Imagine an entire world populated by marshmallows; it’s what story-inventor extraordinaire, Rowboat Watkins does, one way or another.
As he informs us at the outset, ‘Most marshmallows don’t grow on trees … or come from storks — or even Mars.’
Instead most are mostly born of marshmallow parents and reside in various kinds of homes. They do the kind of things you and I would do like celebrating birthdays, watching television, going to school – well the young ones do, and presumably the marshmallow teachers.
Lessons are taught in being squishy – yes even these already soft confections have to perfect their squishiness, and in standing in rows – I’m not a big fan of that one, but some educational establishments think it’s super important;
and most definitely they should come to understand why they cannot breathe fire (that art is the preserve of dragons).
Now happily there are some divergent thinking marshmallows with secret knowledge and it’s something SO important I’ll share it with you humans so you can make sure your little ones know too: ‘Marshmallows – all of them – can do or be anything they dare to imagine.’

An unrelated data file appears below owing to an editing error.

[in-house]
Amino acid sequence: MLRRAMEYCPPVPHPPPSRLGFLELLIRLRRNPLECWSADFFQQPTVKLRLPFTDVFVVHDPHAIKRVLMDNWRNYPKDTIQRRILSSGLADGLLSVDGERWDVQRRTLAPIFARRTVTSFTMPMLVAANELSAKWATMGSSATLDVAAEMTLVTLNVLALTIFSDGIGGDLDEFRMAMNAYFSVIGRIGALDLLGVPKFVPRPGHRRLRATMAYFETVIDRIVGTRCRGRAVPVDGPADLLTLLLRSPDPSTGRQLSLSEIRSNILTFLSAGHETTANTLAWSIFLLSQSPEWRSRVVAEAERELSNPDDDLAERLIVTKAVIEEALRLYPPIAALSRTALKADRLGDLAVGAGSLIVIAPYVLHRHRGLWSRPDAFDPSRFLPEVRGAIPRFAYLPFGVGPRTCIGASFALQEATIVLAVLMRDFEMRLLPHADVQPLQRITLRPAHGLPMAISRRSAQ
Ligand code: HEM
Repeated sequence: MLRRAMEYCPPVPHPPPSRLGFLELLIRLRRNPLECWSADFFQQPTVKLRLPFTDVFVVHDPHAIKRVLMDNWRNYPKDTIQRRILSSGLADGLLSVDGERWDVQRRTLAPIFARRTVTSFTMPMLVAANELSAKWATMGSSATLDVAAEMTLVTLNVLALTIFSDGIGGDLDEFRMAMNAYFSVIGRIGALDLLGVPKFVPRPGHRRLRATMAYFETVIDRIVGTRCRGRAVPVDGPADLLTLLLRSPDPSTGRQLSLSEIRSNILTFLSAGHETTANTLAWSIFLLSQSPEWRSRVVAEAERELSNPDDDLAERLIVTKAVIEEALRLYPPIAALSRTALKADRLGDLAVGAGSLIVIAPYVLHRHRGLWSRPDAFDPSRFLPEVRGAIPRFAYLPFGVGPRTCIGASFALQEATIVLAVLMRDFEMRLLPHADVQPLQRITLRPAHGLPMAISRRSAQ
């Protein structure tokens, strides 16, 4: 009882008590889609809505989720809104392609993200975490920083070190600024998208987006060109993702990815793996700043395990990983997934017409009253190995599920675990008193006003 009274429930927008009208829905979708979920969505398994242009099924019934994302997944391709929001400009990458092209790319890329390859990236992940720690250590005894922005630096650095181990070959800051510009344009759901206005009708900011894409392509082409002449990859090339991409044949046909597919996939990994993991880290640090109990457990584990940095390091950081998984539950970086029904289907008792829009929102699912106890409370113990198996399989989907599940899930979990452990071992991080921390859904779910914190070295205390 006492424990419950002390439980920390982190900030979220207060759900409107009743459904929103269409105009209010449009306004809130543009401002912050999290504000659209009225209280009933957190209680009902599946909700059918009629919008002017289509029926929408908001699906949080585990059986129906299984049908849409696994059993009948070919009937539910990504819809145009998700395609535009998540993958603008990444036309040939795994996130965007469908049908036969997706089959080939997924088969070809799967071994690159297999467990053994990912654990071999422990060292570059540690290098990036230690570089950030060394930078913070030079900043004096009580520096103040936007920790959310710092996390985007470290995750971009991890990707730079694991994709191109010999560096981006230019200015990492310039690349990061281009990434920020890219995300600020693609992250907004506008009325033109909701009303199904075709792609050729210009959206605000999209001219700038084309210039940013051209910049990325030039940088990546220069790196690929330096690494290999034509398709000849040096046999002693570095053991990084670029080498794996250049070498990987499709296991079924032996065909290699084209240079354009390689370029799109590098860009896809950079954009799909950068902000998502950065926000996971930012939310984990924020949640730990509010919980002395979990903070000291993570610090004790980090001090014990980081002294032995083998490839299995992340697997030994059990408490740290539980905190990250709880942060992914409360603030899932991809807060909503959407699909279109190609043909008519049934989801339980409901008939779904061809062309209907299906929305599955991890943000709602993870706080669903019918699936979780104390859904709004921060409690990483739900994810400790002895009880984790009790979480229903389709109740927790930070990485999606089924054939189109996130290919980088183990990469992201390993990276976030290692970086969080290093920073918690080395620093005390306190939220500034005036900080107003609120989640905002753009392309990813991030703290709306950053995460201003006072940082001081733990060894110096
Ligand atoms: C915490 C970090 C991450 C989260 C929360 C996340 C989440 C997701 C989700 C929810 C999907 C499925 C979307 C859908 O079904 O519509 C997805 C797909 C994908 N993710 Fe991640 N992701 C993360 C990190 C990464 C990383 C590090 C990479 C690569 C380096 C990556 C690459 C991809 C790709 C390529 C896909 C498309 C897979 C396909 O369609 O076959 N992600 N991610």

Now I’ve always said how crucial the development of the imagination is in education, or anywhere really and now THANK YOU Rowboat for your affirmation of this, with the help of those malleable little confections of yours.
Superbly creative, funny and positively inspiring, this is a truly tasty tale to share with young humans. Rowboat’s mixed media photo images are absolutely terrific; his scenes of what marshmallows do – be that most, the exceptions, or indeed all, are quite brilliant.
I was partial to marshmallows before reading this book, I’m even more so now.